Yesterday was Abraham Lincoln's birthday, so I'm sure you, like me, celebrated by making four dozen Lincoln-themed cupcakes. Fortunately, I knew I would have four dozen people to gobble them up. (There are so few of us who consider feeding four dozen people an enjoyable task.) I suppose at this point -- if you've gotten over the fact that I think these things are fun -- you're now looking at the cupcakes and wondering how they could possibly pay homage to the Great Emancipator. Well, dear friend, read on.
I am nothing if not detail oriented. In fact, I thrive on those little touches that make something nice seem extra special. So when I decided to celebrate our 16th president with cupcakes, the search was on for the perfect flavor. Blackberries are the state fruit of Kentucky, where Abraham Lincoln was born, so it didn't take me long to pick them as one of the ingredients. I tentatively decided to make a coconut milk cupcake with blackberry filling and bought all the supplies to make a test batch. However, as I stared at the ingredients on the kitchen counter, something just didn't seem...right. I wanted a cake that would have been within the realm of dessert possibilities for old Honest Abe, so while coconut milk and blackberries sounds like a delicious combination, I don't imagine it was one he had access to. I suspect, however, that buttermilk was widely available, so with a quick swap of milks the cake flavor was decided.
Now what to do about the frosting? Though I love to top my cupcakes with big swirls of buttercream, I realized during the test batches that the cake and filling are amazing enough to stand alone; they definitely would not be enhanced by fluffy mounds of super-sweet topping. A less-is-more philosophy would be best here, so instead of a swirly poof, my frosting was low profile and piped on in the most old-fashioned design I could think of -- floral.
And how would the frosting tie in to my theme? Well, this is where my attention to detail becomes
The life span of the Lincoln cupcake was a short one -- a quality much more desirable in cupcakes than people. I watched with great delight as our Board members ate them happily, some even taking home an extra for their spouse. At the end of the evening, only three cakes were left to pack into the cupcake courier. I think Abe would have liked them too, don't you?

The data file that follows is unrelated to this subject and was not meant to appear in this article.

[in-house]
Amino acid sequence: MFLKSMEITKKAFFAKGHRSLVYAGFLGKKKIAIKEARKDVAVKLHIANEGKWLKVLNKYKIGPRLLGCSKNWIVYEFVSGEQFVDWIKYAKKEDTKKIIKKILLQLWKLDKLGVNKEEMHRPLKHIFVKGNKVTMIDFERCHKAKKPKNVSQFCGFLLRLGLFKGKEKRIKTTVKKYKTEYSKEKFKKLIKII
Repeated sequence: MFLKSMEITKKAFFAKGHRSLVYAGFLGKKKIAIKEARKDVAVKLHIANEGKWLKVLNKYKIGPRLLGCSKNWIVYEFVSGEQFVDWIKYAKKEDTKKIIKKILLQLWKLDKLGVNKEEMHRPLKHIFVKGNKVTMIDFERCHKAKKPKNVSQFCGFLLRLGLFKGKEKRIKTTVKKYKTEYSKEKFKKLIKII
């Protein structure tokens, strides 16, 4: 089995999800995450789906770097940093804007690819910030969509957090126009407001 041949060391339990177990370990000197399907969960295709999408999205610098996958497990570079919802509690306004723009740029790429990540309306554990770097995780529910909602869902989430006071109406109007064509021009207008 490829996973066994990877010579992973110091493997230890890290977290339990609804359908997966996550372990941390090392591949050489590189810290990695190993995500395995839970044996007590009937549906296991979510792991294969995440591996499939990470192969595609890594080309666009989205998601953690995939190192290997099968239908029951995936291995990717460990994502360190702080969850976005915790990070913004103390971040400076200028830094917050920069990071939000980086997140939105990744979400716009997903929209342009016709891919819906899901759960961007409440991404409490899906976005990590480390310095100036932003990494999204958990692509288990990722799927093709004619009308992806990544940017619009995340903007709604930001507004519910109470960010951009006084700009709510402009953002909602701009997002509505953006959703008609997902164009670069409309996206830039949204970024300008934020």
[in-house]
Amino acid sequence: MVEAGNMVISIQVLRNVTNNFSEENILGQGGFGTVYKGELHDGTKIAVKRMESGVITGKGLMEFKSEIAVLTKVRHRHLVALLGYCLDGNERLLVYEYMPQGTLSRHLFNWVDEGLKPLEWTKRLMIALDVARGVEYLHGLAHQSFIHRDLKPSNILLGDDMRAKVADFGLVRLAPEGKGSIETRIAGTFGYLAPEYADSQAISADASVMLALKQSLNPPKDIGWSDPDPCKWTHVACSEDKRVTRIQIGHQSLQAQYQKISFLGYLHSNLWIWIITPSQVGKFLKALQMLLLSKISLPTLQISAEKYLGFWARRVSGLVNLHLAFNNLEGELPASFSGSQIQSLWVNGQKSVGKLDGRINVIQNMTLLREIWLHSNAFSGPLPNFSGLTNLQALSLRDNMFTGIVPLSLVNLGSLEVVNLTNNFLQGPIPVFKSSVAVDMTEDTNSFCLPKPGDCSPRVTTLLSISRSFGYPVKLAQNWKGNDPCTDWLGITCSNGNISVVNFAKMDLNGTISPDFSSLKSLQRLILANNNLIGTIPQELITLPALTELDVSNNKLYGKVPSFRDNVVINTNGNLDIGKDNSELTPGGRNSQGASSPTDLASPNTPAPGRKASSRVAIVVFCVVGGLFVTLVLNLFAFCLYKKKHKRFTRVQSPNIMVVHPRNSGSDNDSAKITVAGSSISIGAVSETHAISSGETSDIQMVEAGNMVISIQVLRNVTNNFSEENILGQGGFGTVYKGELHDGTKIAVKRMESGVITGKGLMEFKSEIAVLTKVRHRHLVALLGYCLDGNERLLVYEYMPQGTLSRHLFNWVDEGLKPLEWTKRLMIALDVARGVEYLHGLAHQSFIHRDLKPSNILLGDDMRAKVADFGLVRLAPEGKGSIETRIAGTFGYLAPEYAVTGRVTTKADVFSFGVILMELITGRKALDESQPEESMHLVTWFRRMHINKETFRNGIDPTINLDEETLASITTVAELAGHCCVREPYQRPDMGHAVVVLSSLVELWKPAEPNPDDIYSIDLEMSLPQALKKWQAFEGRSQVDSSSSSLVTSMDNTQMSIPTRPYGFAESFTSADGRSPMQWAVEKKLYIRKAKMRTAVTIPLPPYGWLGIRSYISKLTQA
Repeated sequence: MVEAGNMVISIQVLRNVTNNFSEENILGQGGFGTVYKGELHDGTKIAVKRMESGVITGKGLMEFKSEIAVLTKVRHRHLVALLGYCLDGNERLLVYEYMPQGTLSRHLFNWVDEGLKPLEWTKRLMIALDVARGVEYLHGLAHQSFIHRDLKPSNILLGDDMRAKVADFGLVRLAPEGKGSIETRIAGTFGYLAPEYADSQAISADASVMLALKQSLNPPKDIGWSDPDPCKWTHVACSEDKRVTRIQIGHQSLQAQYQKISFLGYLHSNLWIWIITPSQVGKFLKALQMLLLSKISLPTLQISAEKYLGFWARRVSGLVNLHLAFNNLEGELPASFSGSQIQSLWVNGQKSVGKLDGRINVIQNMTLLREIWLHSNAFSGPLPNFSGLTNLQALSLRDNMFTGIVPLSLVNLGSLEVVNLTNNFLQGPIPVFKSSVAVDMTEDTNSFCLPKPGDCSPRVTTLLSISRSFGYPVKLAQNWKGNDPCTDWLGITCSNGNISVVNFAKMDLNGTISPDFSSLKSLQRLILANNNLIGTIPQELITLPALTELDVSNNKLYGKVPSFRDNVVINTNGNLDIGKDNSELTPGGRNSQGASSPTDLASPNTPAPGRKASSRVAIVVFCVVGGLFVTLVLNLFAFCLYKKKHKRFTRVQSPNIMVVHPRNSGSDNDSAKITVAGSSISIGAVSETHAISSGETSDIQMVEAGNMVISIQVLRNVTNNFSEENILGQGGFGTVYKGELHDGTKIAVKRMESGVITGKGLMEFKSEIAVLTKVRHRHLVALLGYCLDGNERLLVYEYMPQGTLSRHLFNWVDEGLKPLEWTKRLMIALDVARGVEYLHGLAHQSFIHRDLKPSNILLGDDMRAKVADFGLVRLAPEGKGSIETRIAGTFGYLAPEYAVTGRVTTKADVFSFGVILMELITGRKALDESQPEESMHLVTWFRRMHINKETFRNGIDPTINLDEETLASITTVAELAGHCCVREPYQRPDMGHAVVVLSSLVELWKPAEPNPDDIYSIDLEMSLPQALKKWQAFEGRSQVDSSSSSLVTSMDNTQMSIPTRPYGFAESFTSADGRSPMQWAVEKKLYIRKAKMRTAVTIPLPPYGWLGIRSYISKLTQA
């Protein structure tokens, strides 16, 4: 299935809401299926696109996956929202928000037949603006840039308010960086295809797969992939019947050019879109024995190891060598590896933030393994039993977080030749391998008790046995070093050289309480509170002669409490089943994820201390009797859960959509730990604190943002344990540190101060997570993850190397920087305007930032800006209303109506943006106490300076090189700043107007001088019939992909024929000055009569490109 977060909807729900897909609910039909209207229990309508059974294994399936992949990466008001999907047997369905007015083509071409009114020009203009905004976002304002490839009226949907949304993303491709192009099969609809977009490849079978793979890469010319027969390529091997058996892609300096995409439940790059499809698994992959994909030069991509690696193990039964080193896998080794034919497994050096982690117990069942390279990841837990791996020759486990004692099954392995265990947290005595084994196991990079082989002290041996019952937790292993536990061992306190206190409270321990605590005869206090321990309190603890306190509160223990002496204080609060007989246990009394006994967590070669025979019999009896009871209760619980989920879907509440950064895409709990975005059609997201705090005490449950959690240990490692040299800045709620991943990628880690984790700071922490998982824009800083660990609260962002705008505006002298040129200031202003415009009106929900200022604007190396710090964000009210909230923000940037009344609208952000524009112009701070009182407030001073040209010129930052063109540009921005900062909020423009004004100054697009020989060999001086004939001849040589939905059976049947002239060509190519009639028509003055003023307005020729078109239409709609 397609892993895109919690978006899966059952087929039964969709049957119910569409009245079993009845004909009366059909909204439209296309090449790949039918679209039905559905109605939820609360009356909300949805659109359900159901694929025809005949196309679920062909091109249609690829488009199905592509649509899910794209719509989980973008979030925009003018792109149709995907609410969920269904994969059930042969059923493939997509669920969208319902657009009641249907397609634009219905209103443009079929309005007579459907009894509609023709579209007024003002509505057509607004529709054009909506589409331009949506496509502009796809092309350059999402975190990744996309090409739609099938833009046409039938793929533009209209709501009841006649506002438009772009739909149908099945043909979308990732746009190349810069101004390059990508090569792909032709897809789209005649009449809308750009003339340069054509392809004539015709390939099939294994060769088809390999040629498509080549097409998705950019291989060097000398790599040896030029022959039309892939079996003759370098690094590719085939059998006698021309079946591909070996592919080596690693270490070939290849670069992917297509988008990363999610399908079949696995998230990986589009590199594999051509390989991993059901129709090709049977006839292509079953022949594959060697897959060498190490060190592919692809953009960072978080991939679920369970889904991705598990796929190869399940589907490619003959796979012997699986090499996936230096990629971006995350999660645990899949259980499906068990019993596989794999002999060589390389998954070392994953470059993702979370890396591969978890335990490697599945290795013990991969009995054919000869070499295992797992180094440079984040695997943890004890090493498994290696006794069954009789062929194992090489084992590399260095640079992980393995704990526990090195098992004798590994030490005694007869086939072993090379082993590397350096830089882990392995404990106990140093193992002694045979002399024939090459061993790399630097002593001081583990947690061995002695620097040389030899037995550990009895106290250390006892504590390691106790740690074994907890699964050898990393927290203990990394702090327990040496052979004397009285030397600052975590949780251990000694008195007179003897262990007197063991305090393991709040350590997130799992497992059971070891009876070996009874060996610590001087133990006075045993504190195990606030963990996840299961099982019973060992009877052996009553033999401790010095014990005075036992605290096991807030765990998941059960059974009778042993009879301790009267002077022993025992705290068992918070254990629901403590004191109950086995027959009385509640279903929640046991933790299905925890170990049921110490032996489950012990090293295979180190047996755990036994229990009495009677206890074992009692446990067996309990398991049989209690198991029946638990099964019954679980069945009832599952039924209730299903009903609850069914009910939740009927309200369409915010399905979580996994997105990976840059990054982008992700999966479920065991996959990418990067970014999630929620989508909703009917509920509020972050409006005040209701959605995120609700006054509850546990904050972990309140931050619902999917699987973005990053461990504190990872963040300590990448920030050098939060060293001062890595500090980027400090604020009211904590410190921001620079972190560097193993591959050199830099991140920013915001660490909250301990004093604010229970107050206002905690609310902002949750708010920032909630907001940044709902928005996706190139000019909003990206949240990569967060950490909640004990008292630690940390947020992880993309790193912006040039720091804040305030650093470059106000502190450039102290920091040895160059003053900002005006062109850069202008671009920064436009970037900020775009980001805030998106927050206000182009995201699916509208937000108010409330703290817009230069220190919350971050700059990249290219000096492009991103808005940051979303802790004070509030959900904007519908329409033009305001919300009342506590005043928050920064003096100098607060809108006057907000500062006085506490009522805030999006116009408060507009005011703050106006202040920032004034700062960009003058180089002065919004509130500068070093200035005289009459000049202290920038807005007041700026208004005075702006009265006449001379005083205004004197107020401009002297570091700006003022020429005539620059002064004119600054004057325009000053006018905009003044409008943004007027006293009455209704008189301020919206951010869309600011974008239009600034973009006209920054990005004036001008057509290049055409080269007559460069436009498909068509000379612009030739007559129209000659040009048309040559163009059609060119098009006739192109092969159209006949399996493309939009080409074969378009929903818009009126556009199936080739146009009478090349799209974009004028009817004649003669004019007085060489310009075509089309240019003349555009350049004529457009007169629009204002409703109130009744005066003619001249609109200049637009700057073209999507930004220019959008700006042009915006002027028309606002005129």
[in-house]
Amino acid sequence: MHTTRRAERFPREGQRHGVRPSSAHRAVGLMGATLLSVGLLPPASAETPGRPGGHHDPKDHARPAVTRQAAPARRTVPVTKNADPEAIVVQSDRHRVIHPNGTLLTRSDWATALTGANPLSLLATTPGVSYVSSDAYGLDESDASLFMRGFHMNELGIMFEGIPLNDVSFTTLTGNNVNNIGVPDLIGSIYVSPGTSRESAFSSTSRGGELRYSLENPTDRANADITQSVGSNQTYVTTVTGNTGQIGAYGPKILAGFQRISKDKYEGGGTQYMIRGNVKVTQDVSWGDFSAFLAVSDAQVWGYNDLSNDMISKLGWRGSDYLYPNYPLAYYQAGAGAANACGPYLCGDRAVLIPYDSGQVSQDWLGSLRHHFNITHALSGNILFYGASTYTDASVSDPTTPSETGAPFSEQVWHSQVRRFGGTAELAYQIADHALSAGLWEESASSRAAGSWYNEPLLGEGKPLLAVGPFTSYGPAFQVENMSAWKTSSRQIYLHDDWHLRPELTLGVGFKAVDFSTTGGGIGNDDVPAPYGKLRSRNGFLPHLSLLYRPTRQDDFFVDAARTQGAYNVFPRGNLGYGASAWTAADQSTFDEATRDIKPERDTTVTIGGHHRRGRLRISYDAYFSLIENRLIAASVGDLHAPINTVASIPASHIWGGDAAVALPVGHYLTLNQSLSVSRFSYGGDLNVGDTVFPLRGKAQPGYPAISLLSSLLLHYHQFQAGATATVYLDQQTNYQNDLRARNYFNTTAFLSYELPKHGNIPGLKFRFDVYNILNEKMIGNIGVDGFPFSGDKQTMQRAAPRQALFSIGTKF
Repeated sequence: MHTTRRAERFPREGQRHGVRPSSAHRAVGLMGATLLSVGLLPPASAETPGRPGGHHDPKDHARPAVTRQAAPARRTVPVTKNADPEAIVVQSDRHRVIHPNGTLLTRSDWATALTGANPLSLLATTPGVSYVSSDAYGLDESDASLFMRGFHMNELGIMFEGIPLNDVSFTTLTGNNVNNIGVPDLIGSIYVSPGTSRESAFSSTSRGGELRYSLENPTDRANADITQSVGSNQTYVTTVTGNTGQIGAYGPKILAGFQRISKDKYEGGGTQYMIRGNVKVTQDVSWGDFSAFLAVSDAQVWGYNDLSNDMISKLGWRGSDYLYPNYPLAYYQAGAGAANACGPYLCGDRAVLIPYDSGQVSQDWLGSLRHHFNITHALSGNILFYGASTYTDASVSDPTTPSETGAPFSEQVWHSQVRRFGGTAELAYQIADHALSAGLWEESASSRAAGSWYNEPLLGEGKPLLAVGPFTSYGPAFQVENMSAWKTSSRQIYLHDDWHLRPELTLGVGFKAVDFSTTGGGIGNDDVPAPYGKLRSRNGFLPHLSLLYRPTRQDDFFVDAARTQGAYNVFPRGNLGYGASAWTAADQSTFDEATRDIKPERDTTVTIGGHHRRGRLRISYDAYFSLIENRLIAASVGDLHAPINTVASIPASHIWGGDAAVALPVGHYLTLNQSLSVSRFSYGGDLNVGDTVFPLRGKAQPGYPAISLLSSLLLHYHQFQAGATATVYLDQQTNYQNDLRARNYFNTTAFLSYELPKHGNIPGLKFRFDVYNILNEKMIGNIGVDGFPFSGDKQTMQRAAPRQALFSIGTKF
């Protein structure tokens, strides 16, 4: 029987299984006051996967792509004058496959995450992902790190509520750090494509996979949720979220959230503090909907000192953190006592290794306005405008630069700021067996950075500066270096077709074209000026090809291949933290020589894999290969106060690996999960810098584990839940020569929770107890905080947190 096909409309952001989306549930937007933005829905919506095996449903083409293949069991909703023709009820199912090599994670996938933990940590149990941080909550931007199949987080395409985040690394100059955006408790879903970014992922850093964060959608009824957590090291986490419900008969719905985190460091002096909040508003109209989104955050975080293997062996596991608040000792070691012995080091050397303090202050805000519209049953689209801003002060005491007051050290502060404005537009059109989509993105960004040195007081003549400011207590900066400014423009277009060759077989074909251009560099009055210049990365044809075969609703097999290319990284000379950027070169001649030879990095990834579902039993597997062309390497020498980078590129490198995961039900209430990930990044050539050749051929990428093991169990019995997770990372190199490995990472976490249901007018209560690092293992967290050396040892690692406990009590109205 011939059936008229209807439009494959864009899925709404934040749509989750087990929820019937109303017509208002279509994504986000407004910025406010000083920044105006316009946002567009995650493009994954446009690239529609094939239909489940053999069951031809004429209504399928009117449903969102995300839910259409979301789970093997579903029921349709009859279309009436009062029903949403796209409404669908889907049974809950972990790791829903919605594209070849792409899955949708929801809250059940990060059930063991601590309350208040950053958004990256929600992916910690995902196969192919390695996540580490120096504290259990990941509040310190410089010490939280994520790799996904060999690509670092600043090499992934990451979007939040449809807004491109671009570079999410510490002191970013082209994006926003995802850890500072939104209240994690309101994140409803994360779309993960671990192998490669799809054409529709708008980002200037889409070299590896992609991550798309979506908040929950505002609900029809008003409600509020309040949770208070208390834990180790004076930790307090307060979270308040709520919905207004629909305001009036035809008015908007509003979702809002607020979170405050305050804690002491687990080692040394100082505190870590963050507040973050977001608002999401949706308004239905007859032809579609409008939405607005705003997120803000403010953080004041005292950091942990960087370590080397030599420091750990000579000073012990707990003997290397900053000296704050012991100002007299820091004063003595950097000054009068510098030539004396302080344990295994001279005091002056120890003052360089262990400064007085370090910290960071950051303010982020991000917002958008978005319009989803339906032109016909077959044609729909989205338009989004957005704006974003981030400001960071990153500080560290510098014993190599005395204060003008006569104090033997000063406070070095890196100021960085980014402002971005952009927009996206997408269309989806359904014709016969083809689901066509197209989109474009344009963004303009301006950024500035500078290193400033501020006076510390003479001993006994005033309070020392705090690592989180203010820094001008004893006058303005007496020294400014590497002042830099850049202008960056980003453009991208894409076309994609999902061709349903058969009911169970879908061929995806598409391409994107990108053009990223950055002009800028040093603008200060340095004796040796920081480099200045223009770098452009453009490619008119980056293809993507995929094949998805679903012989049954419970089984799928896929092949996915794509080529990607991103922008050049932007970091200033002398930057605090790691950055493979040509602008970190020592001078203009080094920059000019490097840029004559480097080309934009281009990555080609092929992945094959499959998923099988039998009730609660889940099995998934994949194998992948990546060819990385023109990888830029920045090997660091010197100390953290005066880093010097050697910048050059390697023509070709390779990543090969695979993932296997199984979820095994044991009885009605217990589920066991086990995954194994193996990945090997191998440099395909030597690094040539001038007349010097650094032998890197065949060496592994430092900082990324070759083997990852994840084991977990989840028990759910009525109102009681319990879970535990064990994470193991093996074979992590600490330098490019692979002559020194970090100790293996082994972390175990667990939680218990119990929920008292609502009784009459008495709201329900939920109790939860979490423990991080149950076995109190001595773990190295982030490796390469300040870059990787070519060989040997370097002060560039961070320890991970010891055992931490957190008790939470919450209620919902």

Let us hope, rather, that by the best cultivation of the physical world, beneath and around us, and the intellectual and moral worlds within us, we shall secure an individual, social, and political prosperity and happiness, whose course shall be onward and upward, and which, while the earth endures, shall not pass away.
- Abraham Lincoln, 1859
Blackberry Buttermilk Cupcakes
with Buttercream Frosting
Makes 24 cupcakes
2 1/2 cups flour
4 tablespoons cornstarch
1 1/2 teaspoons baking powder
1 teaspoon baking soda
1 teaspoon salt
1 cup buttermilk
2/3 cup canola oil
1 1/2 cups sugar
4 teaspoons vanilla extract
Scant 1/2 teaspoon almond extract
Seedless blackberry jam or spreadable fruit for filling (about 7 ounces)
Adapted from a recipe by Cheryl at The Cupcake Bakeshop
1 cup butter, room temperature
6-8 cups sifted powdered sugar
2 teaspoons vanilla extract
1/4 cup light vanilla soy milk
To make the cupcakes:
Preheat the oven to 350 degrees F. In a small bowl, whisk together the flour, cornstarch, baking powder, baking soda, and salt. Set aside.
To the bowl of an electric mixer, add the buttermilk, canola oil, sugar, and extracts and beat at medium speed until combined. With the mixer on low, gradually add in the flour mixture, beating until just incorporated.
Fill your cupcake containers of choice 2/3 full and bake 20-25 minutes, or until a toothpick inserted into the center comes out clean. Transfer cupcakes to a wire rack to cool completely before filling, frosting, or garnishing as desired.
[To fill the cupcakes like I did, cut a cone shape out of the top of the cupcake, add about a teaspoon of the filling, and replace the cone "hat."]
To make the frosting:
In the bowl of an electric mixer, beat the butter at medium-high speed until creamy. Add half of the sifted sugar, the vanilla, and the milk. Beat until combined. Gradually add the remaining sugar until the frosting reaches your desired consistency.
After piping on the frosting, I painted edible gold luster dust onto each cupcake. (Luster dust comes in a small vial and can be found in the cake decorating section of places like Michael's, Hobby Lobby, or Sur la Table.) To do this, begin with frosted cupcakes that have been refrigerated until the frosting is firm. Add a few drops of clear vanilla extract to a small dish. Gradually stir in the luster dust until you reach a paintable consistency. In order to achieve the same color saturation as I did in the pictures above, add luster dust until the mixture is almost too thick to paint with. (You will need about 1/2 a vial for 2 dozen cupcakes.) Paint the dust onto the frosted cupcakes. Repeat this process as needed (the extract dries up quickly in the dish, so you will likely have to prepare the mixture more than once).